Page 1 of 2Manila, Philippines–Having failed to pass the medical tests for a new job in Saudi Arabia, Juan (not his real name) came home last March to confront a painful truth: He is positive for the human immuno–deficiency virus (HIV).
His heart was crushed, his faith shattered. He thought it was the end of his dreams. He thought his life was ended at 24.
He found out that he was wrong.
“There is life after what happened,” said Juan who has found new purpose as a member of the Bacolod chapter of the Kabataang Gabay sa Positibong Pamumuhay (KGPP), one of the Ten Accomplished Youth Organizations (TAYO) for 2008.
The KGPP was cited for its project to promote awareness about the disease as well as provide a support group for its 18 members living with HIV, including Juan.
“It is very important to have a support group because you can talk to them and express what you feel, what you think about life–things you cannot talk about even with your family–and they will understand,” Juan said.
He is now one of the group’s most active members, speaking in various forums to spread awareness about the disease and minimize discrimination.
It was also Juan who presented the KGPP project during the national judging for the TAYO awards.
“I am here in front (of you) with the firm conviction that even an HIV positive individual can do something to bring a positive change in the lives of others,” he said in his presentation.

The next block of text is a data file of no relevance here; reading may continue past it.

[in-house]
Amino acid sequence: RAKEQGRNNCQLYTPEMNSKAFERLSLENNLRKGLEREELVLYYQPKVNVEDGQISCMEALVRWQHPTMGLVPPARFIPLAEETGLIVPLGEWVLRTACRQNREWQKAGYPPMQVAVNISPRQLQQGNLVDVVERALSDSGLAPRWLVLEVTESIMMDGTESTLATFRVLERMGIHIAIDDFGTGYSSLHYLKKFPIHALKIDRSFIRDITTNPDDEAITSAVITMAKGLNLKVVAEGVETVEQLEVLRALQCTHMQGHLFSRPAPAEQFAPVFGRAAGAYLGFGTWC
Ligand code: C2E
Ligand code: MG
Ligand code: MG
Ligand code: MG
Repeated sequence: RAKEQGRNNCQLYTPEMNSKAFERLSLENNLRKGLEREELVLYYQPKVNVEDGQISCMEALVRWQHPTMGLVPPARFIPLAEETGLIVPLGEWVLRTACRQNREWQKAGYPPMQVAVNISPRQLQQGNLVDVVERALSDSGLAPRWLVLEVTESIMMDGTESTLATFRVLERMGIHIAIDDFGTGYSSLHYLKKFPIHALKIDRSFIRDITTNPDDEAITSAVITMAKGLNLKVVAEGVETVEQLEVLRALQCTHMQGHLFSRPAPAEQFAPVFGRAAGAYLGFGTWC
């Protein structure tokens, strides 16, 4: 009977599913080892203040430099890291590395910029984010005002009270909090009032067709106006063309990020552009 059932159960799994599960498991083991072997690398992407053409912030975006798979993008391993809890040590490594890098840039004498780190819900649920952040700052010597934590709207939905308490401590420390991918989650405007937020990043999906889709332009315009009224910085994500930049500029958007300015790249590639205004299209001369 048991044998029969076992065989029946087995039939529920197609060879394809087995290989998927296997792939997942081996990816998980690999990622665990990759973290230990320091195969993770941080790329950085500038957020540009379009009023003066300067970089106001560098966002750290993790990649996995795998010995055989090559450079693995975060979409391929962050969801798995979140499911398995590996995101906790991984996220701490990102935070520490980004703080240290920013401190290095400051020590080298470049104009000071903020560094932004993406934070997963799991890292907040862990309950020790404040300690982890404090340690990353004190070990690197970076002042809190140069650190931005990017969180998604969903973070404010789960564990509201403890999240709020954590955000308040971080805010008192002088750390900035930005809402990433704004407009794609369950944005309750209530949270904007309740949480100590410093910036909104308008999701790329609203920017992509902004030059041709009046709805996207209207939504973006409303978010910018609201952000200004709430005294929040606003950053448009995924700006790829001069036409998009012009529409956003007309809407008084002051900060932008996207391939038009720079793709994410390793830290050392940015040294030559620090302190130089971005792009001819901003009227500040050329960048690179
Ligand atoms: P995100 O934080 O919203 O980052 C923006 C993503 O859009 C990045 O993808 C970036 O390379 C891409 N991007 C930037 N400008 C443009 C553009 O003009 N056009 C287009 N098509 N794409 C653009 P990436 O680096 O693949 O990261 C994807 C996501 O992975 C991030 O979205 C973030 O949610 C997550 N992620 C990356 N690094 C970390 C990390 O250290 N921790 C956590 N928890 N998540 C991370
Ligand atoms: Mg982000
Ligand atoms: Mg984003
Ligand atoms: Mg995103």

The project, named “Each One, Reach One, Teach One: Leadership for Young People Living with and Affected by HIV,” is three–pronged: educate children about their rights and risks, reach out to HIV carriers through hospital and home visits, counseling and medical support, and educate HIV carriers to “Better understand and cope with the stigma and discrimination.”
They live normal lives
In an e–mail message, KGPP president and founder John Piermont Montilla stressed that people with HIV should not be labeled “Victims” nor should they be described as “Suffering from HIV.”
“They do not suffer. They still live normal lives,” said Montilla.
It was not an easy process for him, said Juan. He did not know who to talk with and what to say. Could he ever get a job again? Could he face other people?
“I felt hopeless. I felt like my life would be going to waste,” said Juan, who contracted the disease from a partner.
Though he considered himself fortunate in having a supportive family, he knew his parents were also in pain: “They did not say so, but I know they were hurting.”
Since its establishment in December 2006, the KGPP in Bacolod City has established links with government and private agencies, as well as with the Corazon Locsin Montelibano Memorial Regional Hospital where Juan tested positive for HIV. The hospital endorsed his case to the KGPP.
“I was apprehensive at first. I did not know who they were. I did not know how they would think about me,” Juan said.
His fears proved wrong after a few meetings with the group.
“I felt I was in a good group,” he said. He found himself getting more involved in the KGPP and regaining his self–respect in the process.
“I found the courage to face students during symposiums, one thing that I never thought I could do again,” he said.